Welcome to the Dose, a weekly newsletter that follows the cannabis and psychedelics industries. This week, guest columnist Elise Young takes a look at the maddening patchwork of marijuana safety regulations around the US.
By Elise Young
What’s safe in pot? Depends on where you are
The spread of legal marijuana across the US is bringing with it a unique challenge: Absent federal guidelines, states are cobbling together hodgepodge rules that leave users without a uniform safety net.
Take New Jersey, which on April 21 became the latest state with legalized pot. Regulators there are re-examining their own rules on issues as varied as mold limits and batch size for contaminants testing. As with all the 19 states that allow recreational marijuana use for adults, it’s up to local officials to decide what’s best.
This isn’t how the US treats aspirin, lipstick, food, tobacco, carpet, tires — just about everything that’s for sale is subject to uniform health and safety regulations. But marijuana is in odd territory: Federally illegal, yet tried by half the adult population, it’s a fledgling multibillion-dollar market steered by fast-evolving rules.
Attempts at regulation mark a departure from a black market that flourished bureaucracy-free for decades. But with a US retail market projected to hit $43 billion by 2025, according to researcher New Frontier Data, many in the industry are asking for some government intervention.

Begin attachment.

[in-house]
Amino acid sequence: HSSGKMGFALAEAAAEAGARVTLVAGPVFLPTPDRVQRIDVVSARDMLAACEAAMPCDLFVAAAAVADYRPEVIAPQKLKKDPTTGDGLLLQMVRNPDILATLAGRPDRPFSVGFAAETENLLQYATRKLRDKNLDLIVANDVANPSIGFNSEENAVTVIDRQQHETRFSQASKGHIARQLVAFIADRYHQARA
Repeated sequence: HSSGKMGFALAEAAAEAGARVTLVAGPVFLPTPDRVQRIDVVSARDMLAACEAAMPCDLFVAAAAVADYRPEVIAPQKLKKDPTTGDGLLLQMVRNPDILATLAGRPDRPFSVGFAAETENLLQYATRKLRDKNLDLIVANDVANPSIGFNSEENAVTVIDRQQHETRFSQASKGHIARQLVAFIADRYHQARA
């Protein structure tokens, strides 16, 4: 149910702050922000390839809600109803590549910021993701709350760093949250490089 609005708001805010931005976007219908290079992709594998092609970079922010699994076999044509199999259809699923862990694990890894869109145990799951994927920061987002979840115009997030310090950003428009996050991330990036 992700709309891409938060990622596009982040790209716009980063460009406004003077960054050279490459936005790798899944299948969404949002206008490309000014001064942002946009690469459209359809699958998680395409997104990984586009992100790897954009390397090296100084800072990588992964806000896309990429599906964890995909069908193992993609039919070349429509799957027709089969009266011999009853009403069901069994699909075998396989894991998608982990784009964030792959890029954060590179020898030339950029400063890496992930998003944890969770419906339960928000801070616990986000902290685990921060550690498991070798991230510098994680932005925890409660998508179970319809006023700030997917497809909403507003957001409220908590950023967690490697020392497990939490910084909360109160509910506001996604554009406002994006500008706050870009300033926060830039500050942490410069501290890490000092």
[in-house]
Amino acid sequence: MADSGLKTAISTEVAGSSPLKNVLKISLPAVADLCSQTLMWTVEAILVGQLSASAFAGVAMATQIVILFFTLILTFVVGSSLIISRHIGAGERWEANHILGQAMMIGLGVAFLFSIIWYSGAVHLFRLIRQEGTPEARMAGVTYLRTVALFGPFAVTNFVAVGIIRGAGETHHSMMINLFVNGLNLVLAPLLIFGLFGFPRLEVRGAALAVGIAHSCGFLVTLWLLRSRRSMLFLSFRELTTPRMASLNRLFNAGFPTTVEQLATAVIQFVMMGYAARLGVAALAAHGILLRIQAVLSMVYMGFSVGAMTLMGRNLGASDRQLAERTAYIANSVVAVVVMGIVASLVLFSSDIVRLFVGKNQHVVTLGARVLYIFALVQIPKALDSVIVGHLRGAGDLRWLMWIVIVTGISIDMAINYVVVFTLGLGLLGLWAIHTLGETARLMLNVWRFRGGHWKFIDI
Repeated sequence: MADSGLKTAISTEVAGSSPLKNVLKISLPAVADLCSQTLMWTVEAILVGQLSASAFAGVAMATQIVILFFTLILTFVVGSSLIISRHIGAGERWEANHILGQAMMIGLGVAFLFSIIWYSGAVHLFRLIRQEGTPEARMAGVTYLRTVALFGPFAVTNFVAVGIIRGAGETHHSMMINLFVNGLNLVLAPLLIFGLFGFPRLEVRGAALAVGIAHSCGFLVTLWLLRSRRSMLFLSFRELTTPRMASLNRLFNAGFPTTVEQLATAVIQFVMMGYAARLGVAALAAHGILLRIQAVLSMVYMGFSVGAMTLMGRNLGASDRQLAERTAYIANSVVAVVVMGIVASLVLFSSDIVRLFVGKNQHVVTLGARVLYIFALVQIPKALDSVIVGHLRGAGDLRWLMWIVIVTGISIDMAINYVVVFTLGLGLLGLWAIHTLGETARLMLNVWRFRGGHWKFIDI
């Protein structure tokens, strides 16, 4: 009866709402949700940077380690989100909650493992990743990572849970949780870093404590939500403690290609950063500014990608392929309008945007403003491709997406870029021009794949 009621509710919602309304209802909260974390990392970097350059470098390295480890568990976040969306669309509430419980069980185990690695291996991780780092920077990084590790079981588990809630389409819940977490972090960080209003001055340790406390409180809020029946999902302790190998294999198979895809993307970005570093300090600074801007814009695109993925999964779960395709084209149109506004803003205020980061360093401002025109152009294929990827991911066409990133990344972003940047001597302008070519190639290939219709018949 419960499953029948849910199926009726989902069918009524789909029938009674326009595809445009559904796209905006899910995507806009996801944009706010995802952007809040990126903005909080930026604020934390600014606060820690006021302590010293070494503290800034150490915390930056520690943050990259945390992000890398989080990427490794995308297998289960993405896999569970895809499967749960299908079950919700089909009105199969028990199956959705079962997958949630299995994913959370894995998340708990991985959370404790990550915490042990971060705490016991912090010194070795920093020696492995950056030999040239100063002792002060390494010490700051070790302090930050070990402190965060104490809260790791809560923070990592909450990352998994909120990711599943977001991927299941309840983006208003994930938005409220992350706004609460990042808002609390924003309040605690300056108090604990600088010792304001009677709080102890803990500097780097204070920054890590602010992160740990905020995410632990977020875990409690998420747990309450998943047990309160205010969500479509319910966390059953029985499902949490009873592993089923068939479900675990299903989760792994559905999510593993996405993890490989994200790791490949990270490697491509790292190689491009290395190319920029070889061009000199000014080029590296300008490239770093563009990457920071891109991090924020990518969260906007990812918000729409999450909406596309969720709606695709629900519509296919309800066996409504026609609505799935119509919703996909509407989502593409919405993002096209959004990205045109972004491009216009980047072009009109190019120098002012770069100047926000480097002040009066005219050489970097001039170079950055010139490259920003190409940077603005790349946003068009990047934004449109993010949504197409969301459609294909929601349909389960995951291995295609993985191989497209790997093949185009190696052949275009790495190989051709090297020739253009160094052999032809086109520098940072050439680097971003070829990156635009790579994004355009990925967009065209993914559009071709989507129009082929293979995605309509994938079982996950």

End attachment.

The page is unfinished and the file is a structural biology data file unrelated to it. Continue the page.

“Standardization across product forms, product naming, labeling and testing would simplify our business,” said Dennis Curran, chief operating officer of Acreage Holdings, with 27 dispensaries in eight states. “But it would be of greatest benefit to consumers, who face a confusing array of products and standards in different states.”
Pot-friendly states mandate screening for contaminants including yeast and pesticides, whose effects can run from mild allergic reactions to lung damage to death. But not all states require tests for the same dangers, or even via the same technology. While some labs rely on 19th-century petri dish methods, others use genetic-based polymerase chain reaction, or PCR, the approach that proved so crucial for Covid-19 detection.
It isn’t just the screening that can vary widely. This year alone, Connecticut standardized allowable levels of mold in medical cannabis, Colorado announced it will enforce expiration dates on pot vapor devices and Oklahoma pitched standards on lab testing equipment.